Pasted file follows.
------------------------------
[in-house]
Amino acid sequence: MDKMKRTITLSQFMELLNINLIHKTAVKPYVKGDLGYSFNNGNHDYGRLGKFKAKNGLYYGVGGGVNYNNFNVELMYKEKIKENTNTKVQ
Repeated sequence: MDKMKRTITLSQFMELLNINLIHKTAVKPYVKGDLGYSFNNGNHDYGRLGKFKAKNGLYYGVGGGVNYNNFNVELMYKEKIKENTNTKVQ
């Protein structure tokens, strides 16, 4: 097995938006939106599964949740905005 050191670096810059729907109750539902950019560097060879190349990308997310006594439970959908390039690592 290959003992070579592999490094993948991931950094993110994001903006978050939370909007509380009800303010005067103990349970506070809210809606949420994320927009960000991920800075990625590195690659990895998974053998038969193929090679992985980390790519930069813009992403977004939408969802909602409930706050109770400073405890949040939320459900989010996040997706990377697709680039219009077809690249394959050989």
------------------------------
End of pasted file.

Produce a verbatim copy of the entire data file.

[in-house]
Amino acid sequence: MDKMKRTITLSQFMELLNINLIHKTAVKPYVKGDLGYSFNNGNHDYGRLGKFKAKNGLYYGVGGGVNYNNFNVELMYKEKIKENTNTKVQ
Repeated sequence: MDKMKRTITLSQFMELLNINLIHKTAVKPYVKGDLGYSFNNGNHDYGRLGKFKAKNGLYYGVGGGVNYNNFNVELMYKEKIKENTNTKVQ
């Protein structure tokens, strides 16, 4: 097995938006939106599964949740905005 050191670096810059729907109750539902950019560097060879190349990308997310006594439970959908390039690592 290959003992070579592999490094993948991931950094993110994001903006978050939370909007509380009800303010005067103990349970506070809210809606949420994320927009960000991920800075990625590195690659990895998974053998038969193929090679992985980390790519930069813009992403977004939408969802909602409930706050109770400073405890949040939320459900989010996040997706990377697709680039219009077809690249394959050989």